Contact electrification, a surface property of bulk dielectric materials, has now been observed at the molecular scale using conducting atomic force microscopy (AFM). Conducting AFM measures the electrical properties of an organic film sandwiched between a conducting probe and a conducting substrate. This paper describes physical changes in the film caused by the application of a bias. Contact of the probe leads to direct mechanical stress and the applied electric field results in both Maxwell stresses and electrostriction. Additional forces arise from charge injection (contact charging). Electrostriction and contact charging act oppositely from the normal long-range Coulomb attraction and dominate when a charged tip touches an insulating film, causing the tip to deflect away from the film at high bias. A bias-induced repulsion observed in spin-coated PMMA films may be accounted for by either mechanism. In self-assembled monolayers, however, tunnel current signals show that the repulsion is dominated by contact charging.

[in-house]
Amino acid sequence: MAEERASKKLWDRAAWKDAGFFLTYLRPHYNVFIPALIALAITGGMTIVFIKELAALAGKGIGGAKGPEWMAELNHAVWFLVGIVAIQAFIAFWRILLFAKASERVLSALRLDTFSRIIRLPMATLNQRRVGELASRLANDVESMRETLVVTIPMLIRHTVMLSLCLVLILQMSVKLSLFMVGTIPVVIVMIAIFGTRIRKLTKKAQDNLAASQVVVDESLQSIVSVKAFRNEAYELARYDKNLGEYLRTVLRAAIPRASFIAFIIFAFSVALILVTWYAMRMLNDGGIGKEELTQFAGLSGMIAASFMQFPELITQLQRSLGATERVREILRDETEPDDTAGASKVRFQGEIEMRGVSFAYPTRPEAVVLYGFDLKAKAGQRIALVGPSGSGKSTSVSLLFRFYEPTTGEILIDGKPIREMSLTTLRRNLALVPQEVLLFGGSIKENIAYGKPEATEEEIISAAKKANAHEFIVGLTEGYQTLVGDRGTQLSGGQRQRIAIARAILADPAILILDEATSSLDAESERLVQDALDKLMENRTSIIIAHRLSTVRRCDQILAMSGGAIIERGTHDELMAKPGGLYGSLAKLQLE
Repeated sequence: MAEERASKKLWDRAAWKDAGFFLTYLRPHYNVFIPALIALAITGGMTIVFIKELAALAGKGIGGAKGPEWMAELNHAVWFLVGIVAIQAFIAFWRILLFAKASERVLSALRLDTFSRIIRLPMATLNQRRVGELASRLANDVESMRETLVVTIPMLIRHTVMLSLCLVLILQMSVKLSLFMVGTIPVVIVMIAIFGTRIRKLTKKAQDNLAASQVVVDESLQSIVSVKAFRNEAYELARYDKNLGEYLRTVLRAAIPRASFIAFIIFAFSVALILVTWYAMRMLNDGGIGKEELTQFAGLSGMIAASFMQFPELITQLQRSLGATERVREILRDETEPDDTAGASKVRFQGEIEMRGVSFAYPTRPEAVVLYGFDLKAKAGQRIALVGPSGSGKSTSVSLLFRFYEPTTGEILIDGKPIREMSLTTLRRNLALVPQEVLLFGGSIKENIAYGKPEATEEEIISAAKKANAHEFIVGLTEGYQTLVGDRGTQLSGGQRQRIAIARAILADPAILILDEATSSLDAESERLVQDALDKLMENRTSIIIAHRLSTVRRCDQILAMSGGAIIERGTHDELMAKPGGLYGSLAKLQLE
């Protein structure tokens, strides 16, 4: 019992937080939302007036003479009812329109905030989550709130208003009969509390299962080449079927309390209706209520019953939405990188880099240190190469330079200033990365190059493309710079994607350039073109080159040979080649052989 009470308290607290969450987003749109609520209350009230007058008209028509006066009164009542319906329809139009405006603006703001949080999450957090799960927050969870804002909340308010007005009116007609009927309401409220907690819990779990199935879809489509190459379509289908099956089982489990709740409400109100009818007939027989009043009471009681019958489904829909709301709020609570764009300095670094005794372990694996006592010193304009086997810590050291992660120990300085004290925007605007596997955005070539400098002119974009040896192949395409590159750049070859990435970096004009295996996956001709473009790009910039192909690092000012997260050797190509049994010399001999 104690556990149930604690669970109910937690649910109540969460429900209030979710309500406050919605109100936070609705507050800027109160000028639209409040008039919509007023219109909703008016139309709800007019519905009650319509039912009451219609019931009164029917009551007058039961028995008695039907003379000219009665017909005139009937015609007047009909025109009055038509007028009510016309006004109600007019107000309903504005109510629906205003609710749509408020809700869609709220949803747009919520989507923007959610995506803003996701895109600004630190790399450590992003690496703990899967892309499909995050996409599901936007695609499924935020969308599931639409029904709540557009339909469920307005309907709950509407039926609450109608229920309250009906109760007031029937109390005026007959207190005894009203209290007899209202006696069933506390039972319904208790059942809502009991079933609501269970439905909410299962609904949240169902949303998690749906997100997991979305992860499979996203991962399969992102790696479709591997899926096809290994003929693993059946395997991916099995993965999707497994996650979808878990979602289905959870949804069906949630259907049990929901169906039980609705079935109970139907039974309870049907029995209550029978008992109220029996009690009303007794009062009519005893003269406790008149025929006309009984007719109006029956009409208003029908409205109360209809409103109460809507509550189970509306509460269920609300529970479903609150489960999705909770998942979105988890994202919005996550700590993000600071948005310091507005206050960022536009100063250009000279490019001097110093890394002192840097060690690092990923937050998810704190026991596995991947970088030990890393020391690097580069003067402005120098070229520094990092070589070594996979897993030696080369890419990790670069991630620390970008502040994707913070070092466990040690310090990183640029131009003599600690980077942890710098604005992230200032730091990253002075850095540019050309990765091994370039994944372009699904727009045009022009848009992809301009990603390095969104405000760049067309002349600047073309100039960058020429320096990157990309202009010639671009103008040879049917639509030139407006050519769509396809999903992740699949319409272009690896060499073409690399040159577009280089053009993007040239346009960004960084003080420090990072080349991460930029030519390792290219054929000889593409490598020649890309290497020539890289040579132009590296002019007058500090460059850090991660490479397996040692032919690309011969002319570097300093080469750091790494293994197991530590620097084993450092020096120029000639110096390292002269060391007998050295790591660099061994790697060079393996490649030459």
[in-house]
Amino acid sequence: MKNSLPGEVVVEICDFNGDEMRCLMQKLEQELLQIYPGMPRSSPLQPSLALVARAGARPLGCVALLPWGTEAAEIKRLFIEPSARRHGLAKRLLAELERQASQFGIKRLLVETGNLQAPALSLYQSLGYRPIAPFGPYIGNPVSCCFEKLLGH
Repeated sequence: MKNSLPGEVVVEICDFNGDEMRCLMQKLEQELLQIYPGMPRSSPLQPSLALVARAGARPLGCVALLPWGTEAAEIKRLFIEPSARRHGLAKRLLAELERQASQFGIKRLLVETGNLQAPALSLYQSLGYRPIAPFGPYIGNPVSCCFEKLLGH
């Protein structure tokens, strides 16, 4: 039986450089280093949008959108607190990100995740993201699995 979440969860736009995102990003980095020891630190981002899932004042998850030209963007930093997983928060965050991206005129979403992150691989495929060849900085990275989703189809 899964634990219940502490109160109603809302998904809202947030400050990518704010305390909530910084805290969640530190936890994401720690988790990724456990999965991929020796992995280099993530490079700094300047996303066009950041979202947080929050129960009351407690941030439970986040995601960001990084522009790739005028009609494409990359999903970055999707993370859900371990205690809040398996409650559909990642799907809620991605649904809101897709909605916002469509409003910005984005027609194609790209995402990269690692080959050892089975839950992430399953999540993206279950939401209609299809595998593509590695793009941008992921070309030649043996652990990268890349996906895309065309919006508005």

ASJC Scopus subject areas
- Materials Science(all)